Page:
Meine Freiheit, Deine Freiheit screens on Monday, September 30 at 8pm at Lichtblick Kino.
Diana Näcke’s raw and honest documentary Meine Freiheit, Deine Freiheit opens the doors on the lives of two former Lichtenberg Women’s Prison inmates and heroin addicts and their struggle to live a regular life after their sudden release from prison. Early childhood experiences of violence as well as a history of drug abuse have moulded Salema Wad’Deres and Kübra Baytok, rendering them unable to blend into society. “This fucking freedom is tiring me out,” Salema mutters at one point before exclaiming, “I can’t go on!” The film is showing this Monday, September 30, at 8pm at Lichtblick Kino with English subtitles.
So there has been some news?
Salema’s daughter, whom she had to give up at age 12, contacted her! She had been looking for her mother for 10 years, unsuccessfully because Salema wasn’t registered anywhere. She gave up two years ago and then happened to come across the film. She lives in the States now.
It’s incredible that she found the film.
She just googled her mother’s name, just to see if something would come up, and the film did! She’d heard of it before, so she watched the trailer. She might have found her mother sooner or later but without the film, who knows?
Is it right that the women wanted you to do the film, not the other way around?
We have similar backgrounds and they felt that. It made them open up to me. They both had different reasons for doing the film, partly due to their age difference – Kübra was 17 when we filmed, Salema was 36. They both liked having a regular visitor, someone who showed some interest in them, someone to talk to. They were both lonely. Kübra felt she’d never done anything in her life that people respected her for. She’d always learned to earn respect with violence because she mainly hung out with boys. Salema, I think, wanted to show the world that she is not a bad person, that things can just happen to you. She had a very strong impulse to do the film. Now I think, it might have been a stroke of fate.
Was it difficult to be objective? One scene in particular seemed difficult: when Salema gets out of jail and in desperation, shoots up. She turns to you and you don’t say anything.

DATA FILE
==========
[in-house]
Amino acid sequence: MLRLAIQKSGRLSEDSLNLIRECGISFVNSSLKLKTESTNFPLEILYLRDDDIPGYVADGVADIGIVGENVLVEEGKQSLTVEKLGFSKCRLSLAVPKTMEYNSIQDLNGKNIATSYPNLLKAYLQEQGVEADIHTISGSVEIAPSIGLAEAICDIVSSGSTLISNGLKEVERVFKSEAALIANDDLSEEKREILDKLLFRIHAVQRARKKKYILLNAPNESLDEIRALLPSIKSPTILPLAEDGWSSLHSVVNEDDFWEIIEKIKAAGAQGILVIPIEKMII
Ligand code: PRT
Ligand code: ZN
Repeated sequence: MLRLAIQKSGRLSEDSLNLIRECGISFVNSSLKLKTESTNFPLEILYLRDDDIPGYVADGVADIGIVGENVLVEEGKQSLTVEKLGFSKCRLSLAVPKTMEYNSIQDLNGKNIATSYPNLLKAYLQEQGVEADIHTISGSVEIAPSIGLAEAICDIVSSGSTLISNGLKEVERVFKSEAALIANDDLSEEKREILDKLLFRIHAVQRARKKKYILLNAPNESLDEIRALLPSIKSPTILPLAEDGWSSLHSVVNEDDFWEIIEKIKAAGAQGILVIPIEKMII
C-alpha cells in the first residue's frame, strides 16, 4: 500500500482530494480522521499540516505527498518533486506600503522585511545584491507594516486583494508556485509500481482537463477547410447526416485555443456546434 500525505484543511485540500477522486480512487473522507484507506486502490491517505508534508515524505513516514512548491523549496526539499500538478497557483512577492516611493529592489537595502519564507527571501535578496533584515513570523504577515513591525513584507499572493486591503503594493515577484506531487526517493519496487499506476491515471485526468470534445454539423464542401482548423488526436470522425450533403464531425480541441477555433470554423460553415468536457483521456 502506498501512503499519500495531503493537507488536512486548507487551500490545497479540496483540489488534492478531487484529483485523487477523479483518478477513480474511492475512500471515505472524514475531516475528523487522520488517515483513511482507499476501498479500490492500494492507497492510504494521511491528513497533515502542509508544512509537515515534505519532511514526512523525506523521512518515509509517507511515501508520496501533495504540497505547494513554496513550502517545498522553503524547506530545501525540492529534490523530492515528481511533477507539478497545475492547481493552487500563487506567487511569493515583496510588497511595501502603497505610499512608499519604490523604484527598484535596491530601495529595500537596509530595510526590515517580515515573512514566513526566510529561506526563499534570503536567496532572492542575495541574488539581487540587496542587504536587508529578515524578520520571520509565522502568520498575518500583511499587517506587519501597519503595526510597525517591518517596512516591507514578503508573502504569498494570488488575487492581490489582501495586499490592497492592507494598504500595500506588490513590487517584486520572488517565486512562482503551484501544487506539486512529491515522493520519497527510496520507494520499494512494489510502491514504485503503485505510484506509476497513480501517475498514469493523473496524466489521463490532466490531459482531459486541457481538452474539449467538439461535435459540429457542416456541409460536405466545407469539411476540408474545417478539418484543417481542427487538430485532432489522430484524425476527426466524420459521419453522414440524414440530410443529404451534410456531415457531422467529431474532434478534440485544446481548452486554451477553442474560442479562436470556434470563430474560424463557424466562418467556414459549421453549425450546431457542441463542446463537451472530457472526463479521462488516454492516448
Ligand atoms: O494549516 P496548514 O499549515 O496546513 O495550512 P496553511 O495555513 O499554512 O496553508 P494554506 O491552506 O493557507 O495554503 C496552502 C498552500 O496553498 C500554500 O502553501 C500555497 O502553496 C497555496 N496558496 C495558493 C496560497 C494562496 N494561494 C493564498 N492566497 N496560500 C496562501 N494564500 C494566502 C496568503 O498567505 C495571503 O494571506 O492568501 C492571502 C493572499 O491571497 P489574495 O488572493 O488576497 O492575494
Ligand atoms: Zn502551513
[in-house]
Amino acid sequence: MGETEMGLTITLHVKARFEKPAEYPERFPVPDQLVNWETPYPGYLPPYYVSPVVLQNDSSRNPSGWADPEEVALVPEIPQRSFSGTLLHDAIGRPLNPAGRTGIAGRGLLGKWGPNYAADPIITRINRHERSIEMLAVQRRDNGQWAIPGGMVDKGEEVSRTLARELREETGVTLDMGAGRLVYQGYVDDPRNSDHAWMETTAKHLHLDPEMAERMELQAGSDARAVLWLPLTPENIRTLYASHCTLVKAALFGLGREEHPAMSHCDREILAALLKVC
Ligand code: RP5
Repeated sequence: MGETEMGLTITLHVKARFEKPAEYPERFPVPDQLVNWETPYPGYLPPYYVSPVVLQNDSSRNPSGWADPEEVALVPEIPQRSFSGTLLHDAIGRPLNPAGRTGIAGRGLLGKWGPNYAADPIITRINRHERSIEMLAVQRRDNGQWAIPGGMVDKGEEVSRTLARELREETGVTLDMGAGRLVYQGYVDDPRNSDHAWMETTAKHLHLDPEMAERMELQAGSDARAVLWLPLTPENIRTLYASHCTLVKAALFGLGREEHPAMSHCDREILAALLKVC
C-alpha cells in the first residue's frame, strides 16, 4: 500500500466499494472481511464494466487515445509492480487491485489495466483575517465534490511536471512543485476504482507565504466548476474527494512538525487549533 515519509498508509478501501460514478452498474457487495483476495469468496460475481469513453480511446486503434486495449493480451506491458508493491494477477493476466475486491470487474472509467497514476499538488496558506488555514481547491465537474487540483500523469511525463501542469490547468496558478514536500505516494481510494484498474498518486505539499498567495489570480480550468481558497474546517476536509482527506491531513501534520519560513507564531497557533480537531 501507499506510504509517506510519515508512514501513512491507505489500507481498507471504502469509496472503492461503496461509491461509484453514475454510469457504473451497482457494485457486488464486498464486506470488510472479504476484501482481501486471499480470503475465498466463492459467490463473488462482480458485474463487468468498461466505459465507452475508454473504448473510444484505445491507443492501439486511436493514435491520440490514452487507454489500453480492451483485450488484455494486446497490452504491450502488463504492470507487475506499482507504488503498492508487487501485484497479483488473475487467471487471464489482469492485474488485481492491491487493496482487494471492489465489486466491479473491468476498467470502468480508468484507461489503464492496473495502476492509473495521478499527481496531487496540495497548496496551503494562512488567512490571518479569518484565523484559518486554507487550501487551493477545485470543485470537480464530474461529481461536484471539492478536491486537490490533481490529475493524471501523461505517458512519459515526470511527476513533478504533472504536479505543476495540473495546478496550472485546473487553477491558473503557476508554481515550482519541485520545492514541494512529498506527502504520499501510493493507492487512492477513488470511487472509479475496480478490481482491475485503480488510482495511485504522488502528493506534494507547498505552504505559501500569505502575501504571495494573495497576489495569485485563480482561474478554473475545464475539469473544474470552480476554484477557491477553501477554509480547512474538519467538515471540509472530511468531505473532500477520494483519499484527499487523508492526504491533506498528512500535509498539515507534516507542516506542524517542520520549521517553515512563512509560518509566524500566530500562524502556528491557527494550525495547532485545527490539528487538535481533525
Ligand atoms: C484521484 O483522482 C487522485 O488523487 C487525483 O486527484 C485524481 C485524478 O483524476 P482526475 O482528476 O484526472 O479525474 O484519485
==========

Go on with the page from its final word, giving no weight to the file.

That was very difficult for me because I felt like a Pro7 [Germany’s de facto reality TV channel] cameraman who just stands by as someone’s having a breakdown. But I asked myself: do I want to go home and not film or do I want to keep filming and try to help her? To this day, Salema is fighting a life-or-death struggle. She originally wanted to end her own life in that scene, and she wanted me to film it. I knew that if I left she would shoot up anyway but if I stayed, I might be able to help. Honestly, if I had lived her life I would have committed suicide a while ago.
The film doesn’t have a happy ending. It is however, surprisingly optimistic by the end.
I love the scene where Salema is tossing the leaves in the air. She was actually very sad in that moment but it shows how she sees the world – that she sees beauty in the world. What other adult would just go and pick up leaves simply because they’re beautiful? It’s a curse and a blessing for Salema that she’s still a child inside. She’s never learned to protect herself from the horrors of the world, build up a protective barrier around her. She experiences everything unfiltered.
Both women are so enriching for me: Salema’s inner child and Kübra’s beautiful, intelligent vision of life, her way of speaking poetry. Many people have lost that. However, they’re both not doing well. They’re alive but both are still heroin addicts.
Fooling oneself into believing differently after watching the film would be naïve.
That’s exactly it. There’s no solution. Of course there’s hope, but only for the moment. What interested me most about jail was: what does freedom mean to me? And why are they in jail and not me? Because I have similar pre-conditions. I could have ended up in jail. What is freedom? As a political and philosophical term it’s just a concept but it means something different to everyone.
What does it mean to you?
Waking up in the morning, looking in the mirror and liking what I see. Feeling at one with yourself. Do you know that situation when you’re walking through the streets of Berlin in the pouring rain and you see a guy on a bike singing and laughing, not caring what people think? That’s a moment of freedom.
EXBlicks, Meine Freiheit, Deine Freiheit, Mon, Sep 30, 20:00 | Lichtblick Kino